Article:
• Sunil Sharma

Girls Education in the Commonwealth

We are seeing more children in school throughout the world but 262 million are not. 617 million which is more than half the school-age population worldwide, have not reached the minimum proficiency in reading and mathematics.


Many of our Commonwealth countries have made some steady progress towards gender improvements in education as we have seen girls out-perform boys in a number of countries. It is clear that there must be more opportunities in education for both girls and boys. Nonetheless, girls are at a significant disadvantage in a number of countries and there is a strong case for them to receive support.

That is why, news of our Parliamentary Chair, Helen Grant MP the UK’s Special Envoy on Girls’ Education was much welcomed news. As Special Envoy, she will champion the UK’s global expertise on education and secure backing for ambitious initiatives to get 40 million more girls in primary and secondary school in developing countries by 2025 and improve learning levels, so girls can achieve their full potential.

Morally we understand that girls getting further education is the right thing to do but also pragmatically it is a fantastic investment. It can help build more prosperous societies as well as allow girls to get married later, earn more money and have healthier families.

Unfortunately the recommended 12 years of education is far from a reality for girls. Serious action is needed and we must continue to ensure that this remains high on political agendas.

Below are some key stats from a report conducted by Cambridge University.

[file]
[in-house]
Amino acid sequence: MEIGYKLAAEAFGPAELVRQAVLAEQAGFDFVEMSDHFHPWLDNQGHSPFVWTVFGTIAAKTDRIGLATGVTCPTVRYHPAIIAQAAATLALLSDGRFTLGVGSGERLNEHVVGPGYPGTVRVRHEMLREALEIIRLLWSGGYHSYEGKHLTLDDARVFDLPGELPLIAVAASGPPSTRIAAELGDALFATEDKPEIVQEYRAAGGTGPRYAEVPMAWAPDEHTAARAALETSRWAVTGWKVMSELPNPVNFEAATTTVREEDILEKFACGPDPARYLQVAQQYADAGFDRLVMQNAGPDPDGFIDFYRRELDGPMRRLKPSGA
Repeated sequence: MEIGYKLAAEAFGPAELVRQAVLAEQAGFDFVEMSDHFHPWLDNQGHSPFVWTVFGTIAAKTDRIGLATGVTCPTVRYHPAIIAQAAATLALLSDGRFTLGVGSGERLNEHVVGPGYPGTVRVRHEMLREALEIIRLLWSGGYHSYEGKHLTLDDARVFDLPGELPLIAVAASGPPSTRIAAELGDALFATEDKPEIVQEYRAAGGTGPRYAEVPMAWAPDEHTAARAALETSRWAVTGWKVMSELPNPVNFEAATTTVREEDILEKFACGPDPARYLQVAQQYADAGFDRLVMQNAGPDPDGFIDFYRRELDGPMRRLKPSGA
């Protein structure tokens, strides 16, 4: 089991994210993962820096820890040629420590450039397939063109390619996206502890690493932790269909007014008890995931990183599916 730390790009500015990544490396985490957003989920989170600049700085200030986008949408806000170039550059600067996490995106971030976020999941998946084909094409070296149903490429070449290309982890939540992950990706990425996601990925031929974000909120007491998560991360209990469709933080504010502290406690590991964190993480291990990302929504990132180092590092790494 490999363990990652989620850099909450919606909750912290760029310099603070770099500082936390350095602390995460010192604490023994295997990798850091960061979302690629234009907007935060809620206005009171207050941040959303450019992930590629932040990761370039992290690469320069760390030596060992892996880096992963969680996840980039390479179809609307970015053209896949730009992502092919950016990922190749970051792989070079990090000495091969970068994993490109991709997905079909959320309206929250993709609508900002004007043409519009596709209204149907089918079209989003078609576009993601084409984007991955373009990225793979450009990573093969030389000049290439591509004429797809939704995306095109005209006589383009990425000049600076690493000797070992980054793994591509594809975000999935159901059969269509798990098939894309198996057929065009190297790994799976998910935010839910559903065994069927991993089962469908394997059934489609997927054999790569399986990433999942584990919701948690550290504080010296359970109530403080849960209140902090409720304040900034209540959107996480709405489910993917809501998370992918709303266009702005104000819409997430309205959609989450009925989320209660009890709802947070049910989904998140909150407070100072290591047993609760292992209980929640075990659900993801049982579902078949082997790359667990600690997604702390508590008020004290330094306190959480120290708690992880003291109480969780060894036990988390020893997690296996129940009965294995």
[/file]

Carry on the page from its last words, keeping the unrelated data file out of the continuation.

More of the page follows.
- Gender parity in primary enrolment being achieved in 31 out of 44 Commonwealth countries with data.

- Gender parity has sometimes been achieved even though primary schooling is still not universal: in 12 of the 31 countries that have achieved gender parity more than 10 out of every 100 primary-aged girls are not in primary school.

- Moreover, in 2017, 137 million primary-and-secondary school aged children were out of school in these countries, of which approximately half were girls. These children represented just over half of the global out-of-school population, despite comprising just over one-third of the world’s school-aged population.

- In 15 out of 21 Commonwealth countries with available data, poor rural girls spend no more than five years in school, and so have little chance of making the transition to secondary school

- The chances of girls attending pre-primary school are strongly contingent on where she is born. In eight of 14 Commonwealth countries with data, no more than 40 percent of poor rural girls have access to pre-primary education. In three out of these eight countries, fewer than 10 percent are enrolled.

Register here for our launch event with Canadian Prime Minister, Kim Campbell & Helen Grant - https://us02web.zoom.us/webinar/register/WN_gl1P4Po2SNOqOrC5wg2P3w

Data retrieved from - https://www.ungei.org/sites/default/files/12-Years-Quality-Education-All-Girls-Commonwealth-Perspective-Report-Summary-2019-eng.pdf

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